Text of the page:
On return he started to train a team of “outreach” advocates to deliver presentations in schools, colleges, health institutions and the community. “Our aim has been to target everyone since cancer affects all age groups and sectors of society. Our programme takes no account of people’s faith and is available to all,” he says.


Presentations, which typically last 40 minutes, cover topics including what cancer is, the different types of cancer, causes, warning signs to look out for, treatments and prevention. Content can be tailored for the audience, with the messages simplified according to the age group and often delivered in the local language ‘krio’.

“The most important messages that we want to get across are to avoid tobacco, reduce alcohol intake, eat plenty of fruits and vegetables, exercise every day, avoid environmental pollutants and drink fresh clean water,” says Bundor Tarawally.


For any initiative to work in Sierra Leone, educational programmes need to recognise that two thirds of the adult population are illiterate. For this reason much use has been made of visual imagery, particularly illustrations showing the devastating impact of tobacco on the lungs and head and neck. “For most of our audience this information is completely new. We can count sessions a real success if people go back to their communities and pass on the information by word of mouth to their family and friends,” says Bundor Tarawally.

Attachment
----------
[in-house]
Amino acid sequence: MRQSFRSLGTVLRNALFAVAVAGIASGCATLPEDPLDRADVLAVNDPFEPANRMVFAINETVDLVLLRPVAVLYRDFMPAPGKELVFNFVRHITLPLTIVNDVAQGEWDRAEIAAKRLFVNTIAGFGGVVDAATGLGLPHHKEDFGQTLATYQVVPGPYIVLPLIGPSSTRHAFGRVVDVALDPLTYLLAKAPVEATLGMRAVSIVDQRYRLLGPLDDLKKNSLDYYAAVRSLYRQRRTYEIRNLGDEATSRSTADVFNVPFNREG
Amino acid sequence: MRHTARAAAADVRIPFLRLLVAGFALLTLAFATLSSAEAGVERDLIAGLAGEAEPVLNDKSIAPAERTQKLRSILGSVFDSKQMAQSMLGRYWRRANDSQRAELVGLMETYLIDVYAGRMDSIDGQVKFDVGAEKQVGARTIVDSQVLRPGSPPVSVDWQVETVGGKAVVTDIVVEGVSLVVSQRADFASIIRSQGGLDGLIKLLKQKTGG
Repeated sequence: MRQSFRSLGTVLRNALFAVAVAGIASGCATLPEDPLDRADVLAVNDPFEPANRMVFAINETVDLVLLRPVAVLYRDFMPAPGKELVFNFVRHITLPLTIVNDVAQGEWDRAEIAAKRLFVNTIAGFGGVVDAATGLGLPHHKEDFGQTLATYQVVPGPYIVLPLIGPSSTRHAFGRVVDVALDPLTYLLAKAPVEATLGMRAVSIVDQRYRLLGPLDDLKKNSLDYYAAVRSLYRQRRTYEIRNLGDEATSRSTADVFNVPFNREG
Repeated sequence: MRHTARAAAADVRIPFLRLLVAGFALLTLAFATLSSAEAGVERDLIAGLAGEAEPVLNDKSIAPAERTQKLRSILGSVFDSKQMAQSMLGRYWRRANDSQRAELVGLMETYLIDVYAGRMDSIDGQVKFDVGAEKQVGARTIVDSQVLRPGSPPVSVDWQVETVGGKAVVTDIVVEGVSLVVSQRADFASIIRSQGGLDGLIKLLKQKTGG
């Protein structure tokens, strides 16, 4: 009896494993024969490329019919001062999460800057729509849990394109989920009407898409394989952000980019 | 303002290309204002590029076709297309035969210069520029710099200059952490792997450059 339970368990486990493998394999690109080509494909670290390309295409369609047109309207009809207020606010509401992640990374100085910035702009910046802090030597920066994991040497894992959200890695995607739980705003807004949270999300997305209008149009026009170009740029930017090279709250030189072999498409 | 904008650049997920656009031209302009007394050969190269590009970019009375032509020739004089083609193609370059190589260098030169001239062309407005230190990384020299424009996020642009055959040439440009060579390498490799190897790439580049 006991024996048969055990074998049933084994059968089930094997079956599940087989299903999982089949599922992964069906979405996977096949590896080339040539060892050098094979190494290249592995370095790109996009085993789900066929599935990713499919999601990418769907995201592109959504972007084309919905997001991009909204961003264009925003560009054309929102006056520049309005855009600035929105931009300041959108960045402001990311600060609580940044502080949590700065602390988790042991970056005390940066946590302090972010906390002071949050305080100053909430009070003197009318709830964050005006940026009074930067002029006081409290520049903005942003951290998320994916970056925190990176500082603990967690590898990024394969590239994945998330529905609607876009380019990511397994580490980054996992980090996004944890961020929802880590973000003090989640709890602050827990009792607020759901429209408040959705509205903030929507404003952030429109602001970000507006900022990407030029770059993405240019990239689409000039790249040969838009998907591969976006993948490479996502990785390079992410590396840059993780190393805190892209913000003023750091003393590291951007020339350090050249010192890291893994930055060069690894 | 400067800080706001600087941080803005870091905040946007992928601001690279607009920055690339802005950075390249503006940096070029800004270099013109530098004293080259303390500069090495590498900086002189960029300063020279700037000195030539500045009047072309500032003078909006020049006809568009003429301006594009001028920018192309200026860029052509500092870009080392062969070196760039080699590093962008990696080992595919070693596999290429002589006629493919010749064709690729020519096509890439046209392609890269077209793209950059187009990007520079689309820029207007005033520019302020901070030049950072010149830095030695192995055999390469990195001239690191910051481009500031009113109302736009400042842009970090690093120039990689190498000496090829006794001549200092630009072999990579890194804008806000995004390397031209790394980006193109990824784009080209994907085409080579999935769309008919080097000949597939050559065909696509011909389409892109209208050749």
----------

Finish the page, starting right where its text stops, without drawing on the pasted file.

To spread the message to a wider population, the Crusader’s Club Ministry has organized two “Maximising Life Campaigns” involving street marches displaying banners with slogans on cancer prevention. “The goal here is to get prevention messages across to people who haven’t had the chance to attend our sessions. This spreads the message faster and wider,” says Bundor Tarawally. The campaign, which was run with The Max Foundation, had an additional remit to reduce the stigma and isolation experienced by people living with cancer.

So far Bundor Tarawally and his team have managed to reach out to around 8,000 people in Sierra Leone, but realise that this represents a fraction of the six million population. “There is still much work to be done,” he says. With new donor support they now hope to expand the initiative, developing workshops for training more advocates, printing educational leaflets and posters, and launching TV and radio publicity campaigns. Ultimately their ambitions include funding screening programmes, and setting up day centres where cancer patients can be treated with the latest drugs and equipment.


But they recognize that they cannot go it alone, and that for efficient fund raising they now need to make contact with sympathetic “friends” located in Europe who can help coordinate fund raising initiatives and spread the word. “Having someone help us in the West would really help raise our international profile and achieve our dreams,” says Bundor Tarawally.


Donations can be made to the Crusaders Club Ministry Saving Account number 920807, Sierra Leone Commercial Bank, Siaka Stevens Street, Freetown, Sierra Leone.




Anyone wishing to volunteer their help should contact:

Joseph Bundor Tarawally
--89a  kissy Bye Pass Road , Kissy Freetown , Sierra Leone, West Africa

Tel 00232-76-710367